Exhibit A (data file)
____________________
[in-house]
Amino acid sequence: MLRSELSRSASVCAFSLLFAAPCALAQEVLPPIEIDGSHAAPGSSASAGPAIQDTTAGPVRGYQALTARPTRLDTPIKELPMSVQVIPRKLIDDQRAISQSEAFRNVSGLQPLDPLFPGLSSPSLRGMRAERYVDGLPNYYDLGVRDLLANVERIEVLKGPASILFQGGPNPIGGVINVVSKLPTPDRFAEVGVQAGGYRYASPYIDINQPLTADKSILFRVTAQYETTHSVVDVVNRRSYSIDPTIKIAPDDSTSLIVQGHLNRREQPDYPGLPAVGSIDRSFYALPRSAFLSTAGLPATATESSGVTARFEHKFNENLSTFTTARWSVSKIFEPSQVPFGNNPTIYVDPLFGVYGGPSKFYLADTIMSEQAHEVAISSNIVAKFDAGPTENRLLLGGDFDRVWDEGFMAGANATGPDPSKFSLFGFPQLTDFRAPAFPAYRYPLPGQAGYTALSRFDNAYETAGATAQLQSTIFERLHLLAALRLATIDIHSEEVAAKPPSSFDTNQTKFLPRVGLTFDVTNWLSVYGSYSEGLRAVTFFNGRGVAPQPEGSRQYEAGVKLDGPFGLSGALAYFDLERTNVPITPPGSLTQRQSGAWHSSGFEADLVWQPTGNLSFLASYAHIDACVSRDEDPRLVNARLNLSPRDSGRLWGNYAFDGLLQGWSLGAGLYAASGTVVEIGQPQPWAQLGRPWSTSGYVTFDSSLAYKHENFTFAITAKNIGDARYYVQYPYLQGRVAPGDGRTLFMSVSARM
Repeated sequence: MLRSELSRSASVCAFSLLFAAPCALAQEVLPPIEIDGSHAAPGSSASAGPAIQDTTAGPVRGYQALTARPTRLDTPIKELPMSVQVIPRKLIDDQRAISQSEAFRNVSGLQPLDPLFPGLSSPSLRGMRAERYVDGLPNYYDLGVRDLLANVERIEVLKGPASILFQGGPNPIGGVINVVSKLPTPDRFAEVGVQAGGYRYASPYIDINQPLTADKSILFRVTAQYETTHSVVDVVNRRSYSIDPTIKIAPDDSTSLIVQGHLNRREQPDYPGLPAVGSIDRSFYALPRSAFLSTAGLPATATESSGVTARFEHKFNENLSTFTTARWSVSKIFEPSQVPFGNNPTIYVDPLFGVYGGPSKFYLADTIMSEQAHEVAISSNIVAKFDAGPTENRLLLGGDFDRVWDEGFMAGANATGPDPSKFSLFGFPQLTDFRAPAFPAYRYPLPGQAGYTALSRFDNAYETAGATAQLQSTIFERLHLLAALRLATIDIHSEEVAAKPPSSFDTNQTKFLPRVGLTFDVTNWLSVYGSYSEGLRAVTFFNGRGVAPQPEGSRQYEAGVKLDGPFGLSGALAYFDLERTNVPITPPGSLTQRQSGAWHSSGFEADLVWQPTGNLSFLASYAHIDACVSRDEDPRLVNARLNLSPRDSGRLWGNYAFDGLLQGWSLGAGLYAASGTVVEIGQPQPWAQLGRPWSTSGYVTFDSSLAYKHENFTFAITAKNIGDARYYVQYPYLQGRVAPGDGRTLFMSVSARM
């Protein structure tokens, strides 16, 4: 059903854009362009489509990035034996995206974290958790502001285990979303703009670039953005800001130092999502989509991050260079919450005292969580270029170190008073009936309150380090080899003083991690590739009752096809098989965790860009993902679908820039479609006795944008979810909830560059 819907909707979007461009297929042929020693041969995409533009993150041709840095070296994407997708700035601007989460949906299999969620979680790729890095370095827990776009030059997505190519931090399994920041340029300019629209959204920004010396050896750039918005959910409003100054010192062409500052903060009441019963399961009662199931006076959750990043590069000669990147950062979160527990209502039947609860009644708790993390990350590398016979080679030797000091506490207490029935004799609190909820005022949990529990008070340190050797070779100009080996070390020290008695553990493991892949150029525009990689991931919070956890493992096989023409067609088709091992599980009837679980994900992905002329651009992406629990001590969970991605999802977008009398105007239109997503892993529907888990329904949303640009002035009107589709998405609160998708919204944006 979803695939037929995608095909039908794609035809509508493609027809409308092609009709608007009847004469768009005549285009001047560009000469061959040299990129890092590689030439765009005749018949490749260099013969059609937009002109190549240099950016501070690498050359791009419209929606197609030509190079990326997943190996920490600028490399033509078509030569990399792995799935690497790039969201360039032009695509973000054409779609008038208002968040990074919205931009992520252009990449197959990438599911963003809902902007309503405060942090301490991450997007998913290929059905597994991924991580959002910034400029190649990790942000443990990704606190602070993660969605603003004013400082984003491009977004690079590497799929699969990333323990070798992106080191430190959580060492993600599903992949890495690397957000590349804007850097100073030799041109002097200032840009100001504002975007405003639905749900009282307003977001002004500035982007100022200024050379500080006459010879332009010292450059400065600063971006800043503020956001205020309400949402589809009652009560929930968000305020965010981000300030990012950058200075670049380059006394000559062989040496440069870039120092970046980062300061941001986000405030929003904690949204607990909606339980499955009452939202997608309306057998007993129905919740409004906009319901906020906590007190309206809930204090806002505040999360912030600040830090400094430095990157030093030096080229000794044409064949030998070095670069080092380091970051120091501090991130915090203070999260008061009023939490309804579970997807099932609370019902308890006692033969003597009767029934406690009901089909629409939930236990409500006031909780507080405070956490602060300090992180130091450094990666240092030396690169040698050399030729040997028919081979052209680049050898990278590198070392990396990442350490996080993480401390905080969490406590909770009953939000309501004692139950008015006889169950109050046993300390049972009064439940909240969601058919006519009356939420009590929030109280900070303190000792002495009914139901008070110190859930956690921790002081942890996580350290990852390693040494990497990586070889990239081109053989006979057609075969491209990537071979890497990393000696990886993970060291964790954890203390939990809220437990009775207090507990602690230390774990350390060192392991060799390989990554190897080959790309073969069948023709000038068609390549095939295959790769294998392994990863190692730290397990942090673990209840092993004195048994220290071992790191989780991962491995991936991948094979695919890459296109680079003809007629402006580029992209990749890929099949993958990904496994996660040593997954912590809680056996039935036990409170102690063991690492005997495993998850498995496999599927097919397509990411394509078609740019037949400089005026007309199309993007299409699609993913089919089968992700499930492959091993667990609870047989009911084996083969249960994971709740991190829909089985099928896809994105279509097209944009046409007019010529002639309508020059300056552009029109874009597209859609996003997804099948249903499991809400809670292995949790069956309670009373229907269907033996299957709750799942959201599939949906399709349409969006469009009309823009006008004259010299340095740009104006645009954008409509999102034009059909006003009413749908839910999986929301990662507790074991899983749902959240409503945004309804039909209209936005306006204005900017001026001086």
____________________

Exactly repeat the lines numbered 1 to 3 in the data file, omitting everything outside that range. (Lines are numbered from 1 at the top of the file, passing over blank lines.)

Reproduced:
[in-house]
Amino acid sequence: MLRSELSRSASVCAFSLLFAAPCALAQEVLPPIEIDGSHAAPGSSASAGPAIQDTTAGPVRGYQALTARPTRLDTPIKELPMSVQVIPRKLIDDQRAISQSEAFRNVSGLQPLDPLFPGLSSPSLRGMRAERYVDGLPNYYDLGVRDLLANVERIEVLKGPASILFQGGPNPIGGVINVVSKLPTPDRFAEVGVQAGGYRYASPYIDINQPLTADKSILFRVTAQYETTHSVVDVVNRRSYSIDPTIKIAPDDSTSLIVQGHLNRREQPDYPGLPAVGSIDRSFYALPRSAFLSTAGLPATATESSGVTARFEHKFNENLSTFTTARWSVSKIFEPSQVPFGNNPTIYVDPLFGVYGGPSKFYLADTIMSEQAHEVAISSNIVAKFDAGPTENRLLLGGDFDRVWDEGFMAGANATGPDPSKFSLFGFPQLTDFRAPAFPAYRYPLPGQAGYTALSRFDNAYETAGATAQLQSTIFERLHLLAALRLATIDIHSEEVAAKPPSSFDTNQTKFLPRVGLTFDVTNWLSVYGSYSEGLRAVTFFNGRGVAPQPEGSRQYEAGVKLDGPFGLSGALAYFDLERTNVPITPPGSLTQRQSGAWHSSGFEADLVWQPTGNLSFLASYAHIDACVSRDEDPRLVNARLNLSPRDSGRLWGNYAFDGLLQGWSLGAGLYAASGTVVEIGQPQPWAQLGRPWSTSGYVTFDSSLAYKHENFTFAITAKNIGDARYYVQYPYLQGRVAPGDGRTLFMSVSARM
Repeated sequence: MLRSELSRSASVCAFSLLFAAPCALAQEVLPPIEIDGSHAAPGSSASAGPAIQDTTAGPVRGYQALTARPTRLDTPIKELPMSVQVIPRKLIDDQRAISQSEAFRNVSGLQPLDPLFPGLSSPSLRGMRAERYVDGLPNYYDLGVRDLLANVERIEVLKGPASILFQGGPNPIGGVINVVSKLPTPDRFAEVGVQAGGYRYASPYIDINQPLTADKSILFRVTAQYETTHSVVDVVNRRSYSIDPTIKIAPDDSTSLIVQGHLNRREQPDYPGLPAVGSIDRSFYALPRSAFLSTAGLPATATESSGVTARFEHKFNENLSTFTTARWSVSKIFEPSQVPFGNNPTIYVDPLFGVYGGPSKFYLADTIMSEQAHEVAISSNIVAKFDAGPTENRLLLGGDFDRVWDEGFMAGANATGPDPSKFSLFGFPQLTDFRAPAFPAYRYPLPGQAGYTALSRFDNAYETAGATAQLQSTIFERLHLLAALRLATIDIHSEEVAAKPPSSFDTNQTKFLPRVGLTFDVTNWLSVYGSYSEGLRAVTFFNGRGVAPQPEGSRQYEAGVKLDGPFGLSGALAYFDLERTNVPITPPGSLTQRQSGAWHSSGFEADLVWQPTGNLSFLASYAHIDACVSRDEDPRLVNARLNLSPRDSGRLWGNYAFDGLLQGWSLGAGLYAASGTVVEIGQPQPWAQLGRPWSTSGYVTFDSSLAYKHENFTFAITAKNIGDARYYVQYPYLQGRVAPGDGRTLFMSVSARM